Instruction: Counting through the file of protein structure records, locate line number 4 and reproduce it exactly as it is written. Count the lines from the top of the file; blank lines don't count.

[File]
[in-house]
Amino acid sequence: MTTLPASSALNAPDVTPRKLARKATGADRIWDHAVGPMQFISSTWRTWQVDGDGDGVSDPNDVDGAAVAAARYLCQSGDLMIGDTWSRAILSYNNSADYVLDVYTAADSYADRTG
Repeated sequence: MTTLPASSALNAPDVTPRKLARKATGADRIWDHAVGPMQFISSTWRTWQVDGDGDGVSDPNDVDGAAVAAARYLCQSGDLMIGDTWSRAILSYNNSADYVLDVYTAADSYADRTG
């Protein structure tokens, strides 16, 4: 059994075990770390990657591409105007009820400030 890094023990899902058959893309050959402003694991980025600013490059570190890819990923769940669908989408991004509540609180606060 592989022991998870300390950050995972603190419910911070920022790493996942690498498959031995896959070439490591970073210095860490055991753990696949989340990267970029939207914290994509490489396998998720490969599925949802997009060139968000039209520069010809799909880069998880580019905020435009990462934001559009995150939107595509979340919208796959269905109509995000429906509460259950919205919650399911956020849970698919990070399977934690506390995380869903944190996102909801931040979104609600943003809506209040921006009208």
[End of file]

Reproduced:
């Protein structure tokens, strides 16, 4: 059994075990770390990657591409105007009820400030 890094023990899902058959893309050959402003694991980025600013490059570190890819990923769940669908989408991004509540609180606060 592989022991998870300390950050995972603190419910911070920022790493996942690498498959031995896959070439490591970073210095860490055991753990696949989340990267970029939207914290994509490489396998998720490969599925949802997009060139968000039209520069010809799909880069998880580019905020435009990462934001559009995150939107595509979340919208796959269905109509995000429906509460259950919205919650399911956020849970698919990070399977934690506390995380869903944190996102909801931040979104609600943003809506209040921006009208």